Burning Hank - Seriously, It's getting Us Down Now - Singles - Reviews - Soundblab

Burning Hank - Seriously, It's getting Us Down Now

by Louise Harlow Rating:6 Release Date:2010-05-17

Thinking about 'musical satire' as a concept makes me shudder a little, and I get a nasty taste in my mouth. My palms sweat, and I'm beset by nightmarish images of Jack Black pleasuring his ego and little else with the mock rock posturing of Tenacious D. So sadly, Burning Hank's first long player was never really going to be my bag.

Album opener 'Cake' is stamped with the nonchalant, tickle-your-tuppence-if-you-don't-like-it delivery typical of Adam Green, and the deliberately amateurish guitar playing which Moldy Peaches made their trademark. Which worked just fine for Green and Kimya Dawson. However, without getting into the wilful nonsense of the lyrical content, (Jaffa cakes and VAT loopholes) Burning Hank fail to provide smart enough lyrics to raise this simplicity above laziness.

The reverse problem is apparent on 'Cat Has Got Your Tongue'. Here, the most lyrically interesting content of the album- "Oh it's really not your song/ Please don't sing the lyrics/ Cat has got your tongue" - has the life stamped from it by the pounding of an uninspired rhythm section. The end product is much more successful on the best track on the album, the tender 'Worried About Coop'. A hymn to the unexpected pleasures of falling in love to daytime TV reruns, and littered with Twin Peaks' references, the yearning lyric is lifted by a subtle but affecting melodic progression. This is where Burning Hank seem to get into their stride, achieving the tragic-comic longing that Moldy Peaches perfected on 'Nothing Came Out'. (For Twin Peaks, read Superman and Thundercats)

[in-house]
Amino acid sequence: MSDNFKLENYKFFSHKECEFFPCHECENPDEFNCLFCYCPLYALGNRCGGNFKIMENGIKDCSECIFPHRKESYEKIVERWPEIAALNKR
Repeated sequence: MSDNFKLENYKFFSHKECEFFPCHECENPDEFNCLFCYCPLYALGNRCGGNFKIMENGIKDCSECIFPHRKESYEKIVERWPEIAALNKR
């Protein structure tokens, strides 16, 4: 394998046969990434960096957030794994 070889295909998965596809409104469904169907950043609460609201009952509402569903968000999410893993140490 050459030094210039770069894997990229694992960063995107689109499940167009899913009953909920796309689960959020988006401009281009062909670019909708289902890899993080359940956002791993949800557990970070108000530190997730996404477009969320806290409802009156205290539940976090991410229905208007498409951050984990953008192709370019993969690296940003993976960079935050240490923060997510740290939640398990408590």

However, this is a blip, and the rest of the album plays fairly close to being a farce, with 'Mostly Pointless' (about animal testing on abducted pets) and 'Modern Medicine' (written for a 30 second song-writing contest) playing like comedy skits rather than songs. Things don't really improve with the anti-employment rally of 'Get a Job'. This is already well-trodden territory covered by bands like The Rakes with far more lyrical bite. Crucially, The Rakes took fears of the mundanity of life ('Work Work Work') and entry level wage (' 22 Grand Job'), strapped them atop slick, smart post-punk guitars, and reworked the misery into an infectious homage to the weekend bender. Sadly, 'Get a Job' is frankly just depressing.

The whole album gives the impression that Burning Hank are much better than this, and they know it. The band is clearly not a talent-vacuum, so why hide behind a novelty concept? They can't match the knowing parody of Flight of the Conchords, so it's time for Burning Hank to play it straight.

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